If it's any consolation, Lakoff's misapprehension is a mirror-image reflection of the neo-liberals' own misapprehension.  You see, they actually believe their own BS.  They believe that they share the same goals as genuine progressives, but only want to achieve them through different, more "rational", more "market-friendly means.  They have thoroughly convinced themselves that they really do care--at least the non-sociopaths among them.  But when it comes down to actual results, there's simply no there there.

In terms of developing bumper-sticker-appropriate language, I tend to agree with Mark M that "A World that Works for Everyone" isn't a bad candidate for this purpose.  

I also like "Common Dignity, Common Sense." The first two words speak to and links the "universalist" and "a world that works for everyone" components of Paul's definition, while the latter two suggest the "critical-empirical approach" component, which Paul describes as a "systematically disciplined form of common sense."

I also like "Common Dignity" because it opens the door to a discussion of Rankism, a dynamic that was alluded to in this thread's discussion of abuse of power within organizations, especially hierarchical ones, and which Paul has written about extensively.  

And the "Common Sense" component has the added value of referring to Tom Paine's revolutionary-era pamphlet, about which Wikipedia says:

Paine finds two tyrannies in the English constitution; monarchical and aristocratic tyranny, in the king and peers, who rule by heredity and contribute nothing to the people...He begins by arguing that all men are equal at creation and therefore the distinction between kings and subjects is a false one.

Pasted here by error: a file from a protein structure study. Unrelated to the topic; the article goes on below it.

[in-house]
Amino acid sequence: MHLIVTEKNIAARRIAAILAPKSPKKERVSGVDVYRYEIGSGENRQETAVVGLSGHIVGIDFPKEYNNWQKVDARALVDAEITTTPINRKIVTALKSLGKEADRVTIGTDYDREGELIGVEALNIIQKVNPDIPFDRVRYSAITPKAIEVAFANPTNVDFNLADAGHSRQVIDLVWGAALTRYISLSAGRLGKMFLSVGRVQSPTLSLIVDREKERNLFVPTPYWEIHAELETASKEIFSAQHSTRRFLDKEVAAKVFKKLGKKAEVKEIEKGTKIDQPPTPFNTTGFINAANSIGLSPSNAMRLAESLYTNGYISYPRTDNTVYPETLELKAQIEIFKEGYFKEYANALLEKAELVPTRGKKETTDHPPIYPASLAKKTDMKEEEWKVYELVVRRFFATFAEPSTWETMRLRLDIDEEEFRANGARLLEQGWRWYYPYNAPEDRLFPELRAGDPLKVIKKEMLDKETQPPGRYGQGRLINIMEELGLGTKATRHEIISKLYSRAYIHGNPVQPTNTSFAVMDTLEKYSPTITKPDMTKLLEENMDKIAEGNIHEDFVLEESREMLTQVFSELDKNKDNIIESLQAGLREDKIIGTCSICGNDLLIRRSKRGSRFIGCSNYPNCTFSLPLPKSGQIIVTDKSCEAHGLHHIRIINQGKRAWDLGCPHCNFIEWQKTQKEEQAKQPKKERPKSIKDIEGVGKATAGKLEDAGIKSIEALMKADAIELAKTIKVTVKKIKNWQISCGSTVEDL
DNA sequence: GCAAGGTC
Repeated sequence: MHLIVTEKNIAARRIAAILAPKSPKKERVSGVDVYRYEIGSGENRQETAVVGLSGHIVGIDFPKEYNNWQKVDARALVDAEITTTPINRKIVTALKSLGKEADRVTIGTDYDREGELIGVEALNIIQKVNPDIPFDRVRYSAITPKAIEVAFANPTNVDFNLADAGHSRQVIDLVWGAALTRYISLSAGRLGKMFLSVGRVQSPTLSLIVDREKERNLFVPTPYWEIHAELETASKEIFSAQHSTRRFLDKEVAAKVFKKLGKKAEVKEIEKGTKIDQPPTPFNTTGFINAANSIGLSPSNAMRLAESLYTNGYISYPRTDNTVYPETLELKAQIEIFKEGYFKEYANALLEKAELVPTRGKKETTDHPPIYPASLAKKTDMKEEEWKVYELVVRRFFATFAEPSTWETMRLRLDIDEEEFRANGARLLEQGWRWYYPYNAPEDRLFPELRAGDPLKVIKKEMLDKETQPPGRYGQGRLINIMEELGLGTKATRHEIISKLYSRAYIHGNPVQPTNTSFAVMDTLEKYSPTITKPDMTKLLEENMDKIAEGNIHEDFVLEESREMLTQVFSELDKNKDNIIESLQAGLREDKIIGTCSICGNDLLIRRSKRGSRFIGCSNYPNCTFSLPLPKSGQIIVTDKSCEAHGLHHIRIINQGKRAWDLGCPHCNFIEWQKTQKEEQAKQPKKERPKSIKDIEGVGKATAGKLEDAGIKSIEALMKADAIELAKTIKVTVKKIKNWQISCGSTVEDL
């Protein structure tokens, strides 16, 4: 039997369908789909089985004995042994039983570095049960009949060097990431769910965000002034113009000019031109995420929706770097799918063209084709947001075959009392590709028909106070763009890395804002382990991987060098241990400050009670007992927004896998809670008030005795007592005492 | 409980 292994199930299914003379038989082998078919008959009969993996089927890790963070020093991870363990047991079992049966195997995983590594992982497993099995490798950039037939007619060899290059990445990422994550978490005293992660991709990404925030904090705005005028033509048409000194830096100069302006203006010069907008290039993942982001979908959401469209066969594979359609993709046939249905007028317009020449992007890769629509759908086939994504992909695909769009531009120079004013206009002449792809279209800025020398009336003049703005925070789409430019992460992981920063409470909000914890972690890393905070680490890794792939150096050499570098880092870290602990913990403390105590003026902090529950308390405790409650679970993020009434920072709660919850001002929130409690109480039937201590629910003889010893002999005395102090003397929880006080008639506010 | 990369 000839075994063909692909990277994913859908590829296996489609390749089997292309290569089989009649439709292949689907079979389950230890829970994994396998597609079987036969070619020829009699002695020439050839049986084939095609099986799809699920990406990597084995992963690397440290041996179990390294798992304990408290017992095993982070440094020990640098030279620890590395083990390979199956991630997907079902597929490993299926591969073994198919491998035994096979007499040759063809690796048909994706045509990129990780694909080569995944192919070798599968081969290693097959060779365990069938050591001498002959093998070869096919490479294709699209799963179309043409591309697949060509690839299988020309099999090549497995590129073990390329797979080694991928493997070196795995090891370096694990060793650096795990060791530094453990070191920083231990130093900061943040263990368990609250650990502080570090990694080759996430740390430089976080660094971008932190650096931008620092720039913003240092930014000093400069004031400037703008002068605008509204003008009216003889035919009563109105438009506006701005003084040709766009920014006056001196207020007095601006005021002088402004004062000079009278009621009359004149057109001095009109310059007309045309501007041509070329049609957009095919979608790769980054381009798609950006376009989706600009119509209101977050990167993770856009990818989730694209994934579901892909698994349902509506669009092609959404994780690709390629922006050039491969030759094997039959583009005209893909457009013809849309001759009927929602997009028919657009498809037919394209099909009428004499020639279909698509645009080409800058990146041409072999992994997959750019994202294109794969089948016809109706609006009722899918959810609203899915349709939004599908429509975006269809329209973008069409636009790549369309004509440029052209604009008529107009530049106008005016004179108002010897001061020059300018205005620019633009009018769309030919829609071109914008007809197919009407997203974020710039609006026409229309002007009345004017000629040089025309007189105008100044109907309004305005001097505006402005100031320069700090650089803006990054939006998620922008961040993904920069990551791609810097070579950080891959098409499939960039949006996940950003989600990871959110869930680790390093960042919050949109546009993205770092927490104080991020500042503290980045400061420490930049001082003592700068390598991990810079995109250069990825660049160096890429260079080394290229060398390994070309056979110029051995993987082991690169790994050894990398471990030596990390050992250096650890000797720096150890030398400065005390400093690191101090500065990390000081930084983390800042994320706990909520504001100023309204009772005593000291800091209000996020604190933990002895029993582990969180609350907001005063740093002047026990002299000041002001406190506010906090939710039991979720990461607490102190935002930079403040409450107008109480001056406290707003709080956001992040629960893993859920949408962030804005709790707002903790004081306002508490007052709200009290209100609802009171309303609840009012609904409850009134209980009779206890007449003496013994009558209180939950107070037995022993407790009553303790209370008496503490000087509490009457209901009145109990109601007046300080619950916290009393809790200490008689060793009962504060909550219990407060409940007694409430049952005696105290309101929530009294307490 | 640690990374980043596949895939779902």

This Wiki commentary on Common Sense seems awfully relevant to today's world, and also ties back to the "Common Dignity" component.  And it also relates, both substantively and in terms of political symbolism, to the point David M makes in this thread:

I believe that the frames involving justice and liberty for individuals does a better job of pushing the right American buttons than frames of compassion, such as everyone-is-connected and we're-all-in-this-together, although of course those aren't mutually exclusive.

I agree in part with David's point and believe that the "Common Dignity, Common Sense" language strikes a healthy balance between a compassion and emphathy-based frame and a "justice and liberty" frame, especially if the "Common Sense" component is tied to the Tom Paine message, as summarized in the above Wikipedia excerpts.


Very Good Points (4.00 / 1)
Just a few quick responsese:

Fear is indeed quite central to conservatives.  The Strict Father model presumes a dangerous world.  There are also several attitudinal correlates of conservatism that also relate to fear, not just rightwing authoritarianism, but also terror management, for example.

I know it's a bit long, but I sort of like combining the two phrases you mention:  "Common Dignity, Common Sense: A World that Works for Everyone" combines principles and goals.

And David said so much that I didn't really focus on the part you bring up--about frames involving justice and liberty.  As Lakoff explains in Whose Freedom, "freedom" is an essentially contested concept, and conservatives have put a great deal of effort into pushing their versions, in part because the progressive version has historically been dominant.  So we can't just invoke them without consciously invoking our framing as well.

"You know what they say -- those of us who fail history... doomed to repeat it in summer school." -- Buffy The Vampire Slayer, Season 6, Episode 3


[ Parent ]
A good name for a book (4.00 / 1)